Kagame has a dubious history too. Born in Rwanda but raised and trained in Uganda, where he rose to the rank of general in the army, he has used his position first to conspire in the murder of the Rwandan president in 1994 that led to the mayhem in the country, and then to grab power under the pretext of stopping the genocide. He has such close connections with the zionists that Israel was the first country he visited after he took power in Rwanda. Israeli military instructors train Darfur rebels in camps in Eritrea, the country whose rulers were for decades given sanctuary in Sudan as they struggled for independence from Ethiopia. Now the Eritreans have become Israel's best friends; such is the nature of politics in the world today.
Initially the UN was reluctant to go along with the Western plan for Sudan, but under pressure from the US it has expanded its involvement in Darfur. Last March, the UN Security Council called upon the International Criminal Court (ICC) in the Hague to look into war crimes in Darfur. On June 6 the Court announced the names of 51 Sudanese it said it wants investigated for war crimes. Like the US, China and a number of other countries, Sudan does not recognize the authority of the ICC. Interestingly, the US rejects the court's jurisdiction over Americans but insists that the Sudanese must submit to it. In fact, the Rome Treaty of 1998 has an exemption clause that was inserted at Washington's insistence. It says that if a State fails to investigate and prosecute people accused of war crimes, then the court will intervene. Sudan has argued that since the Sudanese judicial system is sound and it has not had an opportunity to complete its investigations into the allegations against the suspects, the court has no legal right to interfere.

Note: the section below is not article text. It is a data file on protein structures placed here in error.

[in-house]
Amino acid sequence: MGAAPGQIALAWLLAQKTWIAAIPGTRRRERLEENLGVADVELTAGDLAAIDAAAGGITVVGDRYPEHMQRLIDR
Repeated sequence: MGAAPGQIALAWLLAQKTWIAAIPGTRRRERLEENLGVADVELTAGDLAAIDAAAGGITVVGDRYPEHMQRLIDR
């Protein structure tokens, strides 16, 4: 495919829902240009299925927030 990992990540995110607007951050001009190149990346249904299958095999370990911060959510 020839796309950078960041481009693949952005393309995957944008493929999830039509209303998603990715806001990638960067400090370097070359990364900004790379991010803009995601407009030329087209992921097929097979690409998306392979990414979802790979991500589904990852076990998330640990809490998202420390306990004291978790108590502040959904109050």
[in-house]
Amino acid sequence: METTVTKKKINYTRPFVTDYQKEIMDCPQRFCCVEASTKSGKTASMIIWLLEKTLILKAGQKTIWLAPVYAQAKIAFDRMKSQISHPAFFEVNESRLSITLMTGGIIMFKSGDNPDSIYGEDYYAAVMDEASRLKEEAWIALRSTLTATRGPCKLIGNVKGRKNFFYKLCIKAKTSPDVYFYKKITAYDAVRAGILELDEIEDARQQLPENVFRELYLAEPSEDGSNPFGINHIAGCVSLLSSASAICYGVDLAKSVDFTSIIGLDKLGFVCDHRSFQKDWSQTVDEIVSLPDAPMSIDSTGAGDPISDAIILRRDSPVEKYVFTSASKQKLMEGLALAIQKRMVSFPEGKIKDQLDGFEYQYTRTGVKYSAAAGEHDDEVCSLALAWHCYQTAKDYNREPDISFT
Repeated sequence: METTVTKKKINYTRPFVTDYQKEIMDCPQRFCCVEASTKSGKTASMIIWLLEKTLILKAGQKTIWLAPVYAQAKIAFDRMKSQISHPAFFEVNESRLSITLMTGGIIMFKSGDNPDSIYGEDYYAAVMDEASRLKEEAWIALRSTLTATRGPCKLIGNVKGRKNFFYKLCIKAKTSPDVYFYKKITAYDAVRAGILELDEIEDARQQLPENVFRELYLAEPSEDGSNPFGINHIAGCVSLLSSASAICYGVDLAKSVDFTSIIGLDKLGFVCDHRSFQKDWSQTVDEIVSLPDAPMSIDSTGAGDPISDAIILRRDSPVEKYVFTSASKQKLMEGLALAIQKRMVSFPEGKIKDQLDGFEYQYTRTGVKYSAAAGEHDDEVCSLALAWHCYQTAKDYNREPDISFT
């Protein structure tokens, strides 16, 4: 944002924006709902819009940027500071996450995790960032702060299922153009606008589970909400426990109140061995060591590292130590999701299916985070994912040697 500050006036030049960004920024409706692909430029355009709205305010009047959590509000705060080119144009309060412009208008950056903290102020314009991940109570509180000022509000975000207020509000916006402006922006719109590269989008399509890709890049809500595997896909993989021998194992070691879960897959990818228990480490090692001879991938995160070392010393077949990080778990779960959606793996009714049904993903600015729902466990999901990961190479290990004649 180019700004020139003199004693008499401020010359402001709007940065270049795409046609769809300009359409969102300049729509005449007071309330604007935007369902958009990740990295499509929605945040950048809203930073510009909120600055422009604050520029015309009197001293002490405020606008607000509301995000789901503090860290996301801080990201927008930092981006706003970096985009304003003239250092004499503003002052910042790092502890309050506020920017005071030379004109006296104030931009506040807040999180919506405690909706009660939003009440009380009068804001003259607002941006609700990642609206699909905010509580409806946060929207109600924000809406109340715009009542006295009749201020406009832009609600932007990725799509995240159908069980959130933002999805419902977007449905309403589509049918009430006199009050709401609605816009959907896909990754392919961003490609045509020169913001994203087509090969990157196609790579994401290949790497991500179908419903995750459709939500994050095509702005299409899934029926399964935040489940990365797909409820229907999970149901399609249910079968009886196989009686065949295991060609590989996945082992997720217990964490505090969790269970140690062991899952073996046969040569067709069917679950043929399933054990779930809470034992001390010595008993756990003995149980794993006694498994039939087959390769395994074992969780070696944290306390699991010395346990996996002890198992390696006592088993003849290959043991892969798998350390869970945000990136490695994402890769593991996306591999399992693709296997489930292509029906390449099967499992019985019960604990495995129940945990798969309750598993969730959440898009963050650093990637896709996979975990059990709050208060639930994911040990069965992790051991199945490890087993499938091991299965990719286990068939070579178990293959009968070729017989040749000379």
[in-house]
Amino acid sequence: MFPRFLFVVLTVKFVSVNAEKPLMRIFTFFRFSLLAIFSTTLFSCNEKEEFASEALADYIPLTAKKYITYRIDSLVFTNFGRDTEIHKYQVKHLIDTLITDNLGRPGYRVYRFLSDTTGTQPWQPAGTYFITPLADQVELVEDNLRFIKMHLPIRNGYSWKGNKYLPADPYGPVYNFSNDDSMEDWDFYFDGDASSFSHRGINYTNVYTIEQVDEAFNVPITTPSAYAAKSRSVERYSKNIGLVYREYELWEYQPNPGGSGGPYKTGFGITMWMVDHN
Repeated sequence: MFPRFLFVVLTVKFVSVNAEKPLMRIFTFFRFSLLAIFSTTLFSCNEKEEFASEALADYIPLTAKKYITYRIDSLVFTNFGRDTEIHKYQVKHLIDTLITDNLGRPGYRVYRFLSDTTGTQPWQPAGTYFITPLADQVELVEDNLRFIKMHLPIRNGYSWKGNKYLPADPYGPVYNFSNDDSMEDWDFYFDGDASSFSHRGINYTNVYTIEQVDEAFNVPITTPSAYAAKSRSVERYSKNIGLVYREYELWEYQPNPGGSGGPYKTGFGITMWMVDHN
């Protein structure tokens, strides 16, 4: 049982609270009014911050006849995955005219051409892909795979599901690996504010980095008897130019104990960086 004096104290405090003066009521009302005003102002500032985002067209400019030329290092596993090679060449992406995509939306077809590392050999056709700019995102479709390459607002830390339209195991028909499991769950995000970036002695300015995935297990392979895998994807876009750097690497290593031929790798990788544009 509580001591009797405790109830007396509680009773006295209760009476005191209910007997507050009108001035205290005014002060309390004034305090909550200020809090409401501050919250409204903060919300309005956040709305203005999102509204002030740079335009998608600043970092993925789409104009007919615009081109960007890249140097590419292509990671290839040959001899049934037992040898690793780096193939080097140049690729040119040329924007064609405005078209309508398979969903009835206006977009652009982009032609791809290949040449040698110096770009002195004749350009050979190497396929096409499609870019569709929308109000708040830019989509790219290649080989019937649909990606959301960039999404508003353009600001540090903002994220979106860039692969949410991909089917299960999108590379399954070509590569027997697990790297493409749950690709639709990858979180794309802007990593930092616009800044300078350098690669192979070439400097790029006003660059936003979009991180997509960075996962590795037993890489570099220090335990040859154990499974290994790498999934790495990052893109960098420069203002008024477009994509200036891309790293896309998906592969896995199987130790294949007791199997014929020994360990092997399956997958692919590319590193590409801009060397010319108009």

However, the issue is not one of legality but power. US and British war crimes in Iraq and Afghanistan are well documented and Israeli crimes against the Palestinians have been documented for more than five decades; yet not one American, Briton or Israeli has been tried in any court of law for any of these crimes. George Bush, Donald Rumsfeld and Dick Cheney should be hauled before the ICC to face war-crimes charges, according to the UN charter and statements of UN secretary general Kofi Annan, yet it is Sudan that is being targeted. Even the Muslim world is silent in the face of these constant attacks on the integrity and independence of action of a fellow Muslim country. That is what happens when one is weak or is perceived to be weak.
Sudan is paying the price of the weakness of the Muslim world.